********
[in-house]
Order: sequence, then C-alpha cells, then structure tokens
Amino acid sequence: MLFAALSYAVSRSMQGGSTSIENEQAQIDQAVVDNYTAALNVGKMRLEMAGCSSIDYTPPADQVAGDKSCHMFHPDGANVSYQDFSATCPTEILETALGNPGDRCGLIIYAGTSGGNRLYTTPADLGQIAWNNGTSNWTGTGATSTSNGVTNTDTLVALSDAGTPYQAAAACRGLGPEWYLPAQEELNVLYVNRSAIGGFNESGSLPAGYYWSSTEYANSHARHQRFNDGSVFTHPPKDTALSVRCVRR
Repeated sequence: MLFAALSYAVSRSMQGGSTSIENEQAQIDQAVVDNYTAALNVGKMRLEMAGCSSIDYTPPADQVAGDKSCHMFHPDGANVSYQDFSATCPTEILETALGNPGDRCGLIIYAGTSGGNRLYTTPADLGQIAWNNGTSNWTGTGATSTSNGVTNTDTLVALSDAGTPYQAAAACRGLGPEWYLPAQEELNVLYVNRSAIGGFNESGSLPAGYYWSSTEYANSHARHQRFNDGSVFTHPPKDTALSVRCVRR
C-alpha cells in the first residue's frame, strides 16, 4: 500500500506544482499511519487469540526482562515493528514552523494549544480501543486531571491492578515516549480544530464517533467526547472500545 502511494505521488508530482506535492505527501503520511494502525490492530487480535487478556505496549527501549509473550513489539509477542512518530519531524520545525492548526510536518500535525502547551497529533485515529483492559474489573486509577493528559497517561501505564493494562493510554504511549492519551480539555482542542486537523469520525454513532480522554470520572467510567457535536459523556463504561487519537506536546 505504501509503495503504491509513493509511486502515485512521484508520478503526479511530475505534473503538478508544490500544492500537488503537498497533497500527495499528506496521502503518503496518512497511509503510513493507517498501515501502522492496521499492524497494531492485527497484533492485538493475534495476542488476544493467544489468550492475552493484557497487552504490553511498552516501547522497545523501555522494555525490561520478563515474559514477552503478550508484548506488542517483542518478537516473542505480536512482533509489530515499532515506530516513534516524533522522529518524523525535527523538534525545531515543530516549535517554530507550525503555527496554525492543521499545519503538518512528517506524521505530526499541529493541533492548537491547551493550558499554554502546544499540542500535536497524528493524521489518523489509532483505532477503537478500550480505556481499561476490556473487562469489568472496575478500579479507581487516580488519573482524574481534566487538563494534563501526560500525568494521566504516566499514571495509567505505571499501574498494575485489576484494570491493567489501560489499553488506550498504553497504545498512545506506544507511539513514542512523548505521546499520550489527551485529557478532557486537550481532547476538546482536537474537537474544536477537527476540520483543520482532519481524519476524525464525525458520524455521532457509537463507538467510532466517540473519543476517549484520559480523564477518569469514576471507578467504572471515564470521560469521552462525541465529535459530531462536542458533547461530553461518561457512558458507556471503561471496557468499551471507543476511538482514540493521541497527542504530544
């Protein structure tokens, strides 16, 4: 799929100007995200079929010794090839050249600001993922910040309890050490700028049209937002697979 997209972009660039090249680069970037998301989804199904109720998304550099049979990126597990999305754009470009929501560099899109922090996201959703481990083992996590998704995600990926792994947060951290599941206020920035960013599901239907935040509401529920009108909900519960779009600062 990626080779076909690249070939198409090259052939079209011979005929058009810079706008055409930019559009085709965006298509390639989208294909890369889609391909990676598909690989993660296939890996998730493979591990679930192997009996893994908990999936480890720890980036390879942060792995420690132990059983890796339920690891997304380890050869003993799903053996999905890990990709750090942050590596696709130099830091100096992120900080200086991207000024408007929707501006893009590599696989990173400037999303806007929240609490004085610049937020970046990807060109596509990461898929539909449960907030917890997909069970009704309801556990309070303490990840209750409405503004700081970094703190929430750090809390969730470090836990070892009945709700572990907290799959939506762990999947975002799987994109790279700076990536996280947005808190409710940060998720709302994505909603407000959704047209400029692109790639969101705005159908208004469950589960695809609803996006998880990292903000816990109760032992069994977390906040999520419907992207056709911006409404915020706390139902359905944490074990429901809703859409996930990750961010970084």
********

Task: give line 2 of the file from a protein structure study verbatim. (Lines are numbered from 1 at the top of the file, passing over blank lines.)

Order: sequence, then C-alpha cells, then structure tokens